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γεφυροποιός). A member of the highest priestly collegium in Rome, to which belonged the superintendence over all sacred observances, whether performed by the State or by private persons. The meaning of the name is uncertain; for the interpretation which follows most obviously from the form of the word, that of “bridge-builder,” referring in particular to the sacred bridge on piles (pons sublicius) over the Tiber (Varro, L. L. v. 83), is open to objection. (See Nettleship, Lectures and Essays, p. 27.) It is probable, however, that the pontifex got his name from the duty assigned him of performing rites for the propitiation of river deities on the building of bridges; for a widespread superstition regarded the spanning of a river by a bridge as in itself insulting to the divinity of the stream. See Pons.

The foundation of the college is ascribed to Numa. At first it probably consisted of six patrician members, with the addition of the king, whose place, after the abolition of the monarchy, was transferred to the Pontifex Maximus; from B.C. 300 it was composed of nine members (four patrician and five plebeian), from the time of Sulla of fifteen (seven patrician and eight plebeian); Caesar added another member; and the emperors also raised the number at their pleasure. The office was for life, as was also that of the president. While, in the time of the monarchy, the pontiffs were probably named by the king, under the Republic the college for a long time filled up its own numbers by coöptation, and also appointed the high-pontiff from among its members. From somewhere about B.C. 250 the election of the latter took place in the Comitia Tributa under the presidency of a pontiff, and, from B.C. 103, the other members were also elected in the Comitia out of a fixed number of candidates presented by the college. Under the Empire a preliminary election was held by the Senate, and merely confirmed by the Comitia.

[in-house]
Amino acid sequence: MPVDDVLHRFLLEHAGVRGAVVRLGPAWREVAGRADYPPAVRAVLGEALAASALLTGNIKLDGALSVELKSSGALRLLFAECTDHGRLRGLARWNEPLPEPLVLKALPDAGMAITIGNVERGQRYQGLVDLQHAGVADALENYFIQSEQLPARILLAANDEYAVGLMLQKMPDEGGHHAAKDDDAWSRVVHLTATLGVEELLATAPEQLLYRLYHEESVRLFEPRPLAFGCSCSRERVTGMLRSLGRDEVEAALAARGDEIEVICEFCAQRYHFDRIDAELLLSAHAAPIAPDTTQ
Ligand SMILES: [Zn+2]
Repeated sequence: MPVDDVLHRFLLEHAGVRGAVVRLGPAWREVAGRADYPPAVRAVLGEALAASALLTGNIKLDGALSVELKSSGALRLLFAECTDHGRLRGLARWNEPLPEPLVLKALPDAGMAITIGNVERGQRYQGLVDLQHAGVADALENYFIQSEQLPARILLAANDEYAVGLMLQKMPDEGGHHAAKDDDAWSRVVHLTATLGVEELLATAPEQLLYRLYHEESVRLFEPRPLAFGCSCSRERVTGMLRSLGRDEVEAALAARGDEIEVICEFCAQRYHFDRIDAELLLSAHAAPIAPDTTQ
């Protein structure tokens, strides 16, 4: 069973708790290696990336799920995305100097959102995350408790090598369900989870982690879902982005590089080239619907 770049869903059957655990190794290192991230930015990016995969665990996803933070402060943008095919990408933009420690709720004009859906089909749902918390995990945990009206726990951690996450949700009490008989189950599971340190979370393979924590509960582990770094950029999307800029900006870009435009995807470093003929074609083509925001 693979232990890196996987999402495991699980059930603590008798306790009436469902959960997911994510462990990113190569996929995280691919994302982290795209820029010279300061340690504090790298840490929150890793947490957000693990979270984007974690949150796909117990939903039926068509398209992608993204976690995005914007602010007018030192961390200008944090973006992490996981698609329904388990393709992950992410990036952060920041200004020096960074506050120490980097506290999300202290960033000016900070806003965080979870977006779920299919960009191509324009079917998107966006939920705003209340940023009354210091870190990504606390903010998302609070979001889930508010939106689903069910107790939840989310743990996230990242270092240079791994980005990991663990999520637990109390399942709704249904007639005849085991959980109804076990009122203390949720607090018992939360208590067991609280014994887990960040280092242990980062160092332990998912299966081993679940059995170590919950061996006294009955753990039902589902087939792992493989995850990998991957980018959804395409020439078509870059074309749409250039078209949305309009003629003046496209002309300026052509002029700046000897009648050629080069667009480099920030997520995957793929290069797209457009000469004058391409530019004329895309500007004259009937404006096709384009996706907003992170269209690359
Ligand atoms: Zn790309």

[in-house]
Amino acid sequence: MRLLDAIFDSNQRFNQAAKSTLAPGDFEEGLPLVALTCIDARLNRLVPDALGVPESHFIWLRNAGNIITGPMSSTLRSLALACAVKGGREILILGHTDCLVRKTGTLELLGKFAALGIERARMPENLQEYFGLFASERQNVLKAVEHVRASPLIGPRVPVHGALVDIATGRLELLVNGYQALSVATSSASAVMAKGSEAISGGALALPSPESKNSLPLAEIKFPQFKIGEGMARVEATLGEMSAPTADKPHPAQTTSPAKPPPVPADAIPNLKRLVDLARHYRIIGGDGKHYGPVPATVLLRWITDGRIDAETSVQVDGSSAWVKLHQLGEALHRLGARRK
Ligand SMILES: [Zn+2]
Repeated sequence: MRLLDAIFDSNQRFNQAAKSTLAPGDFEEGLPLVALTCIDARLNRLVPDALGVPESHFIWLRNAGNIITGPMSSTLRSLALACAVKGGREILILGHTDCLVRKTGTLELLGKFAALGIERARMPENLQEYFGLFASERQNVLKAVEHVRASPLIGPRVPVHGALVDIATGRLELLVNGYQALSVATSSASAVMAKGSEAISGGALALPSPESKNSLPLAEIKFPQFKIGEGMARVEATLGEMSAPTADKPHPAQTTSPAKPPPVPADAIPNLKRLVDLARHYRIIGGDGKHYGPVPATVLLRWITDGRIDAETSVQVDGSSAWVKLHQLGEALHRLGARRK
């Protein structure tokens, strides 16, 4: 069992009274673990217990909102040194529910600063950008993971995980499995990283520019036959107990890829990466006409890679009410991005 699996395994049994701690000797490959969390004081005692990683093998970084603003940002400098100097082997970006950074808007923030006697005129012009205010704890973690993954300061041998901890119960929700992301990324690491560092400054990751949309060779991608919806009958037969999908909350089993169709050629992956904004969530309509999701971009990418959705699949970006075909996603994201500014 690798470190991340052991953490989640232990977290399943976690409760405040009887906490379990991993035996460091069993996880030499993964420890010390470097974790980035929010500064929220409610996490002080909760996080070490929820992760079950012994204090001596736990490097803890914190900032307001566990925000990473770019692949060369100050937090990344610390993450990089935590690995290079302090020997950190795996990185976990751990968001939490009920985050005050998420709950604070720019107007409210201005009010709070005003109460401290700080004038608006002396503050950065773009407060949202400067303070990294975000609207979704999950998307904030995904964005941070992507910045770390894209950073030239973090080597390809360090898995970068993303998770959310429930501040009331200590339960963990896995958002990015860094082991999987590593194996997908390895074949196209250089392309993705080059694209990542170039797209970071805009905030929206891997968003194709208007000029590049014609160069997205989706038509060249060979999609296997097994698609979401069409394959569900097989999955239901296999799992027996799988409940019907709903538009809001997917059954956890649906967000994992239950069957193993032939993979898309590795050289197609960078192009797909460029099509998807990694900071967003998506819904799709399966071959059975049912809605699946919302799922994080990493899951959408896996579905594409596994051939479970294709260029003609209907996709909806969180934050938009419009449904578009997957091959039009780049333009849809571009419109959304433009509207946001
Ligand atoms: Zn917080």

Besides the pontiffs proper, there were also included in the college the rex sacrorum, the three higher flamines and the three pontifices minores, who assisted the pontiffs in transactions relating to sacrifices and in their official business, besides sharing in the deliberations and the banquets of the whole college: these ranked according to length of service. In earlier times an advanced age with freedom from secular offices was necessary for eligibility to the pontificate; the high-pontiff, among other restrictions, was not allowed to leave Italy, was obliged to have a wife without reproach, and might not enter upon a second marriage or see a dead body, much less touch one. As regards his position, he was, as spiritual successor of the king, the sole holder and exerciser of the pontifical power; and his official dwelling was in the king's house, the regia of Numa adjoining the Forum, the seat of the oldest State worship. The college existed by his side only as a deliberative and executive body of personal assistants. He appointed to the most important priestly offices of the State—those of flamen, of Vestal Virgin, and of rex sacrorum; he made public the authoritative decisions of the college. In matters which came within the limits of his official action, he had the right of taking auspices, of holding assemblies of the people, and of publishing edicts. He also exercised a certain jurisdiction over the persons subject to his highpriestly power, especially the flamens and Vestals, over whom his authority was that of an actual father. Owing to the great importance of the office, the emperors from the time of Augustus undertook it themselves until the year 382. As regards the functions of the college, besides performing a number of special sacrifices in the service of the household gods, they exercised (as already mentioned) a superintendence over the whole domain of the religious services recognized by the State, public and private. In all doubts which arose concerning the religious obligations of the State towards the gods, or concerning the form of any religious offices which were to be undertaken, their opinion was asked by the Senate and by the other secular bodies, which were obliged unhesitatingly to follow it. In the various religious transactions, expiatory offerings, vows, dedications, consecrations, solemn appropriations, undertaken on behalf of the State, their assistance was invited by the official bodies, in order that they might provide for the correct performance, especially by dictating the prayers. The knowledge of the various rites was handed down by the libri pontificii, which were preserved in the official dwelling of the highpontiff and kept secret. These included the forms of prayer, the rules of ritual for the performance of ceremonial observances, the acta pontificum— i. e. the records relating to the official actions of the college—and the commentarii pontificum—i. e. the collection of opinions delivered, to which they were as a rule obliged to have recourse when giving new ones.